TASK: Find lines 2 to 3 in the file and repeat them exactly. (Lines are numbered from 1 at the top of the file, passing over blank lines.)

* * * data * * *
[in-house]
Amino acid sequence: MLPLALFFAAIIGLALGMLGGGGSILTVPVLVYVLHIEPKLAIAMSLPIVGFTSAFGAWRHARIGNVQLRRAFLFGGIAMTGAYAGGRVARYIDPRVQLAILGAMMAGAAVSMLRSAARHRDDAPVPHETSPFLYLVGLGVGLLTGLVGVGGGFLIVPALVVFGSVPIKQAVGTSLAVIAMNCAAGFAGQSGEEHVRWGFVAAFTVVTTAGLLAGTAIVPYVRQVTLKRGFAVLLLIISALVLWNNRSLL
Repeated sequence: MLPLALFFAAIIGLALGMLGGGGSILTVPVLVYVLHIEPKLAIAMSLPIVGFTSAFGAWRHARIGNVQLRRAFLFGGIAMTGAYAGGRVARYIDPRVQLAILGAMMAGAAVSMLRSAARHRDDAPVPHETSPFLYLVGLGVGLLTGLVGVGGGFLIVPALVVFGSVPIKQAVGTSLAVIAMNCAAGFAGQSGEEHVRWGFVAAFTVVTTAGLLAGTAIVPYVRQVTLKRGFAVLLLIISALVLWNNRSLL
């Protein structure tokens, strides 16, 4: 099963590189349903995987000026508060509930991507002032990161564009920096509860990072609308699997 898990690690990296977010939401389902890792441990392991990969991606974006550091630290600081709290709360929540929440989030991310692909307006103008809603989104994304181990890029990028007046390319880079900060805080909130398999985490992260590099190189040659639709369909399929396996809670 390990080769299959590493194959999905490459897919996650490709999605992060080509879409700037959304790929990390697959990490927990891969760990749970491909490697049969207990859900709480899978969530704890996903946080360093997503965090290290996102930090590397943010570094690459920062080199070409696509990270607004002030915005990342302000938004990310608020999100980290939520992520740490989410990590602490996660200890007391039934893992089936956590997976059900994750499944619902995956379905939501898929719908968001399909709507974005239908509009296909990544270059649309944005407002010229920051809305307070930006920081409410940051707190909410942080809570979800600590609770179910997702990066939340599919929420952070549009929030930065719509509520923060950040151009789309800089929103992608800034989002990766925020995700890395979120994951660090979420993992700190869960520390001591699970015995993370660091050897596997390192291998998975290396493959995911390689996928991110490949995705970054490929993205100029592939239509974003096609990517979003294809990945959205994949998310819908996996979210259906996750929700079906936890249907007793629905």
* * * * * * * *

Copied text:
Amino acid sequence: MLPLALFFAAIIGLALGMLGGGGSILTVPVLVYVLHIEPKLAIAMSLPIVGFTSAFGAWRHARIGNVQLRRAFLFGGIAMTGAYAGGRVARYIDPRVQLAILGAMMAGAAVSMLRSAARHRDDAPVPHETSPFLYLVGLGVGLLTGLVGVGGGFLIVPALVVFGSVPIKQAVGTSLAVIAMNCAAGFAGQSGEEHVRWGFVAAFTVVTTAGLLAGTAIVPYVRQVTLKRGFAVLLLIISALVLWNNRSLL
Repeated sequence: MLPLALFFAAIIGLALGMLGGGGSILTVPVLVYVLHIEPKLAIAMSLPIVGFTSAFGAWRHARIGNVQLRRAFLFGGIAMTGAYAGGRVARYIDPRVQLAILGAMMAGAAVSMLRSAARHRDDAPVPHETSPFLYLVGLGVGLLTGLVGVGGGFLIVPALVVFGSVPIKQAVGTSLAVIAMNCAAGFAGQSGEEHVRWGFVAAFTVVTTAGLLAGTAIVPYVRQVTLKRGFAVLLLIISALVLWNNRSLL